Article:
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Old 10-18-2009, 06:21 PM   #101
Erick Mead
 
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Re: Blending with the attack.

Quote:
Thomas Campbell wrote: View Post
Quote:
Dan Harden wrote:
The body was meant to be used in opposing spirals.
Thanks for that.
Hmmm. Opposing spirals. Really? Who'd a thunk it?

Cordially,

Erick Mead
一隻狗可久里馬房但他也不是馬的.
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Old 10-18-2009, 07:16 PM   #102
thisisnotreal
 
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Re: Blending with the attack.

well played Erick.
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Old 10-18-2009, 07:16 PM   #103
DH
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Re: Blending with the attack.

Well played?
Hmmm........

a. It doesn't work like that
b. you never once mentioned it till AFTER I brought up the idea of opposing spirals
c. you don't know what you are talking about
d. it doesn't help one soul get any better in anything related to aikido
You yourself provided evidence of what all that knowledge does for you...It made you an average aikidoka like millions of others.

I now how to dramtically improve that.
And math and physics will not help.
Cheers
Dan

Last edited by DH : 10-18-2009 at 07:24 PM.
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Old 10-18-2009, 08:28 PM   #104
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Re: Blending with the attack.

Quote:
Dan Harden wrote: View Post
Well played?
Hmmm........

a. It doesn't work like that
b. you never once mentioned it till AFTER I brought up the idea of opposing spirals
c. you don't know what you are talking about
d. it doesn't help one soul get any better in anything related to aikido
You yourself provided evidence of what all that knowledge does for you...It made you an average aikidoka like millions of others.

I now how to dramtically improve that.
And math and physics will not help.
Cheers
Dan
Then is there any way you can tell me how my average aikido azz can inprove this afterall you and eric have argued this out for three pages lets end it already.JEEZ
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Old 10-18-2009, 08:30 PM   #105
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Re: Blending with the attack.

Quote:
Tim Evans wrote: View Post
Any thoughts on practicing this important part of aikido.
It is a vital part of Aikido. You don't want to be part of two or more colliding forces. You want to get out of the way, and position yourself to the advantage/dominate position in relation to the opponent who is at a disadvantage/subordinate position in relation to you. The result is controlling your opponent with your movement.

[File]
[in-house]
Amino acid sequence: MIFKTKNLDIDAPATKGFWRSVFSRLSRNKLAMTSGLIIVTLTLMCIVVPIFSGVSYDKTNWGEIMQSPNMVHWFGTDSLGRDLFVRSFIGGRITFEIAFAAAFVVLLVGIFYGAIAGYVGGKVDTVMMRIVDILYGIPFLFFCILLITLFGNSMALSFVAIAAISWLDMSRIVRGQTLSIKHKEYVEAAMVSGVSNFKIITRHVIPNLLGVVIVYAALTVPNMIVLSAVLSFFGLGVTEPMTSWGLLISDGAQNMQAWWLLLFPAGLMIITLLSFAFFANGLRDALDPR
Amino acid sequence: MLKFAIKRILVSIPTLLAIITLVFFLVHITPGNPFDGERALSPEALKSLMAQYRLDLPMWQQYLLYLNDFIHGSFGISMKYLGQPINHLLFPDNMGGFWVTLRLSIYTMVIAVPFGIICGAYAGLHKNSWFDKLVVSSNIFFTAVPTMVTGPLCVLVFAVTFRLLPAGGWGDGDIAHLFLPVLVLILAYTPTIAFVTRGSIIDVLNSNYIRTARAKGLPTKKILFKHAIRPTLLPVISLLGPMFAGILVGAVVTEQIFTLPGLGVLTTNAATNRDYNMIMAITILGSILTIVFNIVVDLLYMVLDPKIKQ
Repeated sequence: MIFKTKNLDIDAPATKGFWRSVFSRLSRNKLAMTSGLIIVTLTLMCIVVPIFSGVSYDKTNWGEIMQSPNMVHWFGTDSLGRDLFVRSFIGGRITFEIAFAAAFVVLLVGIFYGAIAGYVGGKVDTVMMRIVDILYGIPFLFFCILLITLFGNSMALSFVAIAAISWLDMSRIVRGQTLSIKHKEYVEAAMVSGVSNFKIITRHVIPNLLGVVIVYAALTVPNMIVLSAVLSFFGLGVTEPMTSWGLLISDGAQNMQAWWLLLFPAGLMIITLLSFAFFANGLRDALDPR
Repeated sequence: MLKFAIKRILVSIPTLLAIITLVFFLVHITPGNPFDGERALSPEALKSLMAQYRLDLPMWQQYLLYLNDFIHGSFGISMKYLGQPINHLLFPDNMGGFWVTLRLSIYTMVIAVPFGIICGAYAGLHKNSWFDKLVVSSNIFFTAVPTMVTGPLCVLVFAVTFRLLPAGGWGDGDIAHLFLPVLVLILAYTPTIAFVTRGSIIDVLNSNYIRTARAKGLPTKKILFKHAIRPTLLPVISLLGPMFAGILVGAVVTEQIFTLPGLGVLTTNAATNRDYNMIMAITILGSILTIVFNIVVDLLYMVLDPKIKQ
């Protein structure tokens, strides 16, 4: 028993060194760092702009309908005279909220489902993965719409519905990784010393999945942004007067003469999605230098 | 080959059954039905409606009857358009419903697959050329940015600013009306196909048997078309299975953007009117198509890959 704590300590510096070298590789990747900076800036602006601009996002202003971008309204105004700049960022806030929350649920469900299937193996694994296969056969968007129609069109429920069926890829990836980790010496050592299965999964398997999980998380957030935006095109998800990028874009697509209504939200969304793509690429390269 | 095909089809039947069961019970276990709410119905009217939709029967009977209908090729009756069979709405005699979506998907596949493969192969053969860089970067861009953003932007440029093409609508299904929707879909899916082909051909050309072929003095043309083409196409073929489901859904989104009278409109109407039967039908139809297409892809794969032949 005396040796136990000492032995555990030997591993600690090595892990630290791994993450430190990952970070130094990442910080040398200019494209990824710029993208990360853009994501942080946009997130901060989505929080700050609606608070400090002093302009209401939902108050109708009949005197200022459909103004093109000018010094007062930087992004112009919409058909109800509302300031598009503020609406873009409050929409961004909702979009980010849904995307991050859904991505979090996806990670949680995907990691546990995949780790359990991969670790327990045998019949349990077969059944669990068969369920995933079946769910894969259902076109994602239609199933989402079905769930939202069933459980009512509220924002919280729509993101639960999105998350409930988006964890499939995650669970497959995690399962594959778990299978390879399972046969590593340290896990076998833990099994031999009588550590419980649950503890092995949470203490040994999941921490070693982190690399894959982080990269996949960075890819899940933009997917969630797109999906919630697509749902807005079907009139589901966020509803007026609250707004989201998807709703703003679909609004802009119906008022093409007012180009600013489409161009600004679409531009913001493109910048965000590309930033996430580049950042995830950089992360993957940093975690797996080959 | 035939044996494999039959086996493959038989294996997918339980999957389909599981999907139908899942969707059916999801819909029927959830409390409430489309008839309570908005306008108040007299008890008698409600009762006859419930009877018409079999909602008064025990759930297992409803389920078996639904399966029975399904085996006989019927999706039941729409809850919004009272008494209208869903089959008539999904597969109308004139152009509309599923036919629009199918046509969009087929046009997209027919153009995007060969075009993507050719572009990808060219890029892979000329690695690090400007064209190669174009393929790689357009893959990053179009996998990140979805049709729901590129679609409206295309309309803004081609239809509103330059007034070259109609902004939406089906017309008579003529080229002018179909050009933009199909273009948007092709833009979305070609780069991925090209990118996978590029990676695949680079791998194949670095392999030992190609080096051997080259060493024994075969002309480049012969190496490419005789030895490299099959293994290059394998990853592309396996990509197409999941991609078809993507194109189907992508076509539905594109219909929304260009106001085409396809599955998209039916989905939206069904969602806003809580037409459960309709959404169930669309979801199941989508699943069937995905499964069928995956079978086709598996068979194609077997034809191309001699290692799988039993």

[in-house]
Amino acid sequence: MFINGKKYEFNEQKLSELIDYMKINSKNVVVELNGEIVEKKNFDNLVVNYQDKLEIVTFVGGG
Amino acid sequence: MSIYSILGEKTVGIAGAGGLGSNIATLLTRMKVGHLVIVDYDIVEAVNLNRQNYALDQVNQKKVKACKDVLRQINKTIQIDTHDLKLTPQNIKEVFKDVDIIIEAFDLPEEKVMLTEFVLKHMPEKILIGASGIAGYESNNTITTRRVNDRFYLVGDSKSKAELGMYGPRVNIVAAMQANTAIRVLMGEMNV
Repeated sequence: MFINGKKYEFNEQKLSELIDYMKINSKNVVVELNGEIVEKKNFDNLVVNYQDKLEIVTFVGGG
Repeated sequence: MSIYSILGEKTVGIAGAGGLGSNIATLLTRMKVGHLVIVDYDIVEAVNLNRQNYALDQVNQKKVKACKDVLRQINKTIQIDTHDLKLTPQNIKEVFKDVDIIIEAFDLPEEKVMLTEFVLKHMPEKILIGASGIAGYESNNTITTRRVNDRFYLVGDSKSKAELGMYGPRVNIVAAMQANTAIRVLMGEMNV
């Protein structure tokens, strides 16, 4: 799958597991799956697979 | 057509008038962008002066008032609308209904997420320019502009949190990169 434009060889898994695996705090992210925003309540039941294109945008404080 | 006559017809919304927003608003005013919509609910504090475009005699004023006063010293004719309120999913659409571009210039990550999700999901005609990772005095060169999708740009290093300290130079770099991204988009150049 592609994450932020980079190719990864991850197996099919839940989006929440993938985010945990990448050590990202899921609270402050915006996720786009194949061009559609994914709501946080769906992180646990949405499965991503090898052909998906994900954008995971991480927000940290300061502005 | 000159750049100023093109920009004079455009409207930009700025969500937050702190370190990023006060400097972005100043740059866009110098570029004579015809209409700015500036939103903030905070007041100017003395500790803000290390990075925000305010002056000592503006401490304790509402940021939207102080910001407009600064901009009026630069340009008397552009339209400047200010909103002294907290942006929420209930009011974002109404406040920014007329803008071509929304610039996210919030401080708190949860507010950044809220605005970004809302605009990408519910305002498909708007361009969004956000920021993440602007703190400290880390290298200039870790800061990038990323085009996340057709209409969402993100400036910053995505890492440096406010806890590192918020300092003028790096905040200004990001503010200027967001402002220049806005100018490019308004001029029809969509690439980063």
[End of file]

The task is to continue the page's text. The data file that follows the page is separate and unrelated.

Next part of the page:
Now, there are videos of O'Sensei doings demos where he stands in one place as his student charges him, and he lifts his arm up and the student lands on his back. We all know these videos. Yet in his younger day videos his moves around allot. He uses his actively blending using his whole body.

If you intently collide with your opponent, force impacting force the the greater force and stuff wins out. I don't know of any martial art other then maybe Sumo that focuses directly on colliding. When a weapon is involved colliding isn't a good idea.

It is a universal principle to get out of the way. It is an important Aikido principle on how that is done, and the purpose of it. Blending of course isn't just getting out of the way involves other things like irimi, and tenkan, so it is not just merely getting out of the way. That is what I think in O'Sensei's later films show. That there are skill levels of blending. That blending is a very important skill in Aikido that doesn't be just getting out of the way. Blending -I feel- identifies Aikido as Aikido from say jujitsu. Blending is very important to the art of Aikido. And it takes practice.

Those are my thoughts.
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Old 10-18-2009, 08:38 PM   #106
George S. Ledyard
 
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Re: Blending with the attack.

Quote:
William Hazen wrote: View Post
I understand George....I stand by my "experiance" of Aikido... I have been very comfortable with it for many many years thanks to Shoji Nishio's expression of what he thought Aikido should be... to whit "Sincere Heart through Austere Practice."

If folks should go into a "feeding frenzy" over my expression of Aikido It would not bother me one bit...I meant it to be personal... not provocative.